Oil prices rise amid escalating unrest in OPEC+ producer Kazakhstan
Oil prices have risen on both major benchmarks today, following escalating unrest in OPEC+ oil producer Kazakhstan and supply outages Libya.
Brent Crude futures rose 1.31 per cent to $81.86 per barrel while WTI soared 1.84 per cent to $79.28 by Thursday evening, the highest prices recorded since mid-November.
Security forces came into conflict with anti-government rioters in Almaty, the country’s largest city, after protests were sparked by a doubling in the cost of liquefied petroleum gas (LPG).
Dozens of anti-government rioters have reportedly been killed, while 12 members of the security forces have also been reported dead with a further 353 injured.
A police spokesperson told the BBC they moved in after protesters tried to take control of police stations in the city, a police spokeswoman said.
Russia is now sending in troops at the request of the Kazakh president.
Commerzbank told Reuters: “The political situation in Kazakhstan is becoming increasingly tense, and this is a country that is currently producing 1.6 million barrels of oil per day.”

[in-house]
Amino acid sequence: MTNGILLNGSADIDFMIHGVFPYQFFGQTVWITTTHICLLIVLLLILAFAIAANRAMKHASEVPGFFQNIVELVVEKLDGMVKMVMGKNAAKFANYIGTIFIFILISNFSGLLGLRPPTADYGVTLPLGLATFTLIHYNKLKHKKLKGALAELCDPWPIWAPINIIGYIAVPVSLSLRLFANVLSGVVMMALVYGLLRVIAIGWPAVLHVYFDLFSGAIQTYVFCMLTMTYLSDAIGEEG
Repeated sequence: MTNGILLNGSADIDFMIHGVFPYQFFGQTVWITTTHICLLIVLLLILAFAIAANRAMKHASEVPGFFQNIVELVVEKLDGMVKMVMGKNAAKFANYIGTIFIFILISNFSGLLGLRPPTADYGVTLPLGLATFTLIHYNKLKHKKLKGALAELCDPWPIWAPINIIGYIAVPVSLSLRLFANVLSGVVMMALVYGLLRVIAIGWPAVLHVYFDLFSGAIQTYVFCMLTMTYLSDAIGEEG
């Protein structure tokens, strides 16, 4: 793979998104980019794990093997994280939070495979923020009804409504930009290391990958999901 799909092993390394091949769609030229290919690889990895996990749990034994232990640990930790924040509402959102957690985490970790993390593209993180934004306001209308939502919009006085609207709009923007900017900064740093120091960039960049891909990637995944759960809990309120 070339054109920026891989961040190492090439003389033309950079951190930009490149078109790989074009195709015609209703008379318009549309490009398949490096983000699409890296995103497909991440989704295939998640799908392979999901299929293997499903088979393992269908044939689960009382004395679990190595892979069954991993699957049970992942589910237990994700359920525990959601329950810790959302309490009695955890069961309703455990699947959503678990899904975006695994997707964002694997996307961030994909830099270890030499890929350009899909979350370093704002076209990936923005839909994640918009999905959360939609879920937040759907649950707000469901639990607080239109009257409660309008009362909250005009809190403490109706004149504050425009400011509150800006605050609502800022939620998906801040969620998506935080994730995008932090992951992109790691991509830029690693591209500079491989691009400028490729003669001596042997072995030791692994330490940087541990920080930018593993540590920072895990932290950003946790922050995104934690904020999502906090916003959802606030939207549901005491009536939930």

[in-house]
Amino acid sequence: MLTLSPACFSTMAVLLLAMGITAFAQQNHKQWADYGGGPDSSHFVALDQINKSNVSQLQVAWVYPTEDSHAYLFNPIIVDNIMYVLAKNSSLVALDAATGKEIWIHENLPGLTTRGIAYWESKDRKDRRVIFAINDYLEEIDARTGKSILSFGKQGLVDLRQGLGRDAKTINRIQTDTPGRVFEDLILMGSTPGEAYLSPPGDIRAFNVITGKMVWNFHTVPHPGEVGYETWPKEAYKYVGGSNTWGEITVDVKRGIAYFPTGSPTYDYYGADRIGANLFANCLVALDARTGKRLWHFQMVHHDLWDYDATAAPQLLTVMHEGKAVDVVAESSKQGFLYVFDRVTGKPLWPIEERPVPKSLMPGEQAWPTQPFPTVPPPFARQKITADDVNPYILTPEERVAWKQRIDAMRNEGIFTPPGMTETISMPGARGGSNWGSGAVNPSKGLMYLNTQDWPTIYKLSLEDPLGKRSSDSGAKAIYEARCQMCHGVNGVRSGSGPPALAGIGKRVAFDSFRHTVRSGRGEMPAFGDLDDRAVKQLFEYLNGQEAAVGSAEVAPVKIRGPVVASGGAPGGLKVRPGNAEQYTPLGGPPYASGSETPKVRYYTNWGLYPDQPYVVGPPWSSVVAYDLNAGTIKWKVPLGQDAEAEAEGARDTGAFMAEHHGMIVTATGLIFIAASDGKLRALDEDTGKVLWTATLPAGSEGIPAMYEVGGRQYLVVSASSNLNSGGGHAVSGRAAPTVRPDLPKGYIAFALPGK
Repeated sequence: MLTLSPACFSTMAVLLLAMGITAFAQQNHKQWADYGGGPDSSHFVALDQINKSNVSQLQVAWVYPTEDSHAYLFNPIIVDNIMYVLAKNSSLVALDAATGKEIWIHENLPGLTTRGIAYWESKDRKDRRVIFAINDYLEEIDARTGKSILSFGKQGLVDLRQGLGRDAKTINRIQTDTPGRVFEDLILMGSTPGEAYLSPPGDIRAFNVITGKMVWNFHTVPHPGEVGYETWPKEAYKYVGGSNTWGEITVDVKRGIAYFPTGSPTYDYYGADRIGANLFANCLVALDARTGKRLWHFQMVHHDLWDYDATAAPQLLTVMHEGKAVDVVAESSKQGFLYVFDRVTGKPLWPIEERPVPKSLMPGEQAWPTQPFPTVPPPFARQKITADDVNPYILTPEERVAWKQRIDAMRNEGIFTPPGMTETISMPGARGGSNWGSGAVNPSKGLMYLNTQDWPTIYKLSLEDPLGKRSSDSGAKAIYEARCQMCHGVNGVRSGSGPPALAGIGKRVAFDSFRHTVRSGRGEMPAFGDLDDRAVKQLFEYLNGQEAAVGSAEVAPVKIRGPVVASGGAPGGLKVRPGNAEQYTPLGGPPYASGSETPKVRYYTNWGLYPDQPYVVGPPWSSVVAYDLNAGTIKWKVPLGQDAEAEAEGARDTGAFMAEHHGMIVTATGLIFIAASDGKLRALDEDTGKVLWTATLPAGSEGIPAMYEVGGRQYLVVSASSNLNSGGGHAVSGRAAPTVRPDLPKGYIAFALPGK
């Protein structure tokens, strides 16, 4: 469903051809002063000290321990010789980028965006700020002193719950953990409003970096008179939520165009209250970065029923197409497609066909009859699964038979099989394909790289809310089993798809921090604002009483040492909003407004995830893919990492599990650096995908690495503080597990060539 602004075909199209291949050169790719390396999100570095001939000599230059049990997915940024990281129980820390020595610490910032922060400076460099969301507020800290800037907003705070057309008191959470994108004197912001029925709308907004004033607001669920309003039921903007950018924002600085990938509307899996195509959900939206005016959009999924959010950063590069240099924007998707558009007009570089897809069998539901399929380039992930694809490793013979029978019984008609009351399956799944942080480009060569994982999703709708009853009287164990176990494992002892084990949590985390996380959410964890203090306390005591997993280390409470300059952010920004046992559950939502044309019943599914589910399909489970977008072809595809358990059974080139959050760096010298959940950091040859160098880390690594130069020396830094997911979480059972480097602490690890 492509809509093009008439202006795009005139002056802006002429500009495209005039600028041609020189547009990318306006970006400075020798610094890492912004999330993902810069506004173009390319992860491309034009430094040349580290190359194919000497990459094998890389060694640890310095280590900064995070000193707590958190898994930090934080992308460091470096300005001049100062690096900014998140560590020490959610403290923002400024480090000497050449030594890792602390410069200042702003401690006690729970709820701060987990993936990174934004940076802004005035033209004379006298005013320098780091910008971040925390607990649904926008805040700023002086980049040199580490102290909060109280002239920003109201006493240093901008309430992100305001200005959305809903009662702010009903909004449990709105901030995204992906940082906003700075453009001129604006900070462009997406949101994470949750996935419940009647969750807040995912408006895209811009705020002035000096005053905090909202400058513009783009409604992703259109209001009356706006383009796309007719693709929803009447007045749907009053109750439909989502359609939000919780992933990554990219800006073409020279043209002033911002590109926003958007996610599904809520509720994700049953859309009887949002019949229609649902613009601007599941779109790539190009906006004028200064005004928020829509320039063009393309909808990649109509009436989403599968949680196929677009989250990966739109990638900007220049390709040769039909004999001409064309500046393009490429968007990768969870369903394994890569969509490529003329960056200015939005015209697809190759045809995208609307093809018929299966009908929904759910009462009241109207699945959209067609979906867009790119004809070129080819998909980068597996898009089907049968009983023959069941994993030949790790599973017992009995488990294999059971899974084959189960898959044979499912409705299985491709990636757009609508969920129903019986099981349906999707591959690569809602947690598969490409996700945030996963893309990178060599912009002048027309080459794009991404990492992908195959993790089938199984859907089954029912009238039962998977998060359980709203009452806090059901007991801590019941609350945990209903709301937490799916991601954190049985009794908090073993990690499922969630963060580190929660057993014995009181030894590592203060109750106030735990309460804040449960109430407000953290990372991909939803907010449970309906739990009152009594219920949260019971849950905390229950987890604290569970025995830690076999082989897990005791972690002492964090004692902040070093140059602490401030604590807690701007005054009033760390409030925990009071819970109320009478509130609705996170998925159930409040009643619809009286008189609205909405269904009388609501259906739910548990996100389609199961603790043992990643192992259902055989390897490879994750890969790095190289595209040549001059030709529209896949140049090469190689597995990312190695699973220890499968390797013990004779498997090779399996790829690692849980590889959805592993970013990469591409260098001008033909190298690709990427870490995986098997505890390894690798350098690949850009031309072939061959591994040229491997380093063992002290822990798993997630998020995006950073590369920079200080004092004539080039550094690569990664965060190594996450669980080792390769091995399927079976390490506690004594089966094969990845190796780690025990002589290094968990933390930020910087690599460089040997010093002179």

So far, there are no indications that oil production has been affected.
Meanwhile, Lbyan oil output is at 729,000 bpd, the National Oil Corporation said on Thursday.
This is down from a high of more than 1.3 million bpd last year, owing to maintenance and oilfield shutdowns.
Benchmark prices have continued to rally despite a surge in US fuel stocks last week and a dipping demand following the nationwide spread of the Omicron variant.
While US crude oil stockpiles fell last week, gasoline inventories surged by more than 10m barrels.
This is the biggest weekly build since April 2020, as supplies backed up at refineries because of reduced fuel demand and declining air travel.
OPEC+, which includes both the Organization of the Petroleum Exporting Countries and allies such as Russia, agreed on Tuesday to add another 400,000 bpd of supply in February, as it has done each month since August.
However, it is unclear whether OPEC+ will reach these production targets as capacity constraints that are limiting supply as global demand recovers from the pandemic.
In an investors note, analysts JP Morgan forecast Brent prices to average at $88 a barrel in 2022, up from $70 last year.
Meanwhile, the world’s top oil exporter, Saudi Arabia, cut the official selling price for all grades of crude it sells to Asia in February by at least $1 a barrel, three sources with knowledge of the matter said on Thursday.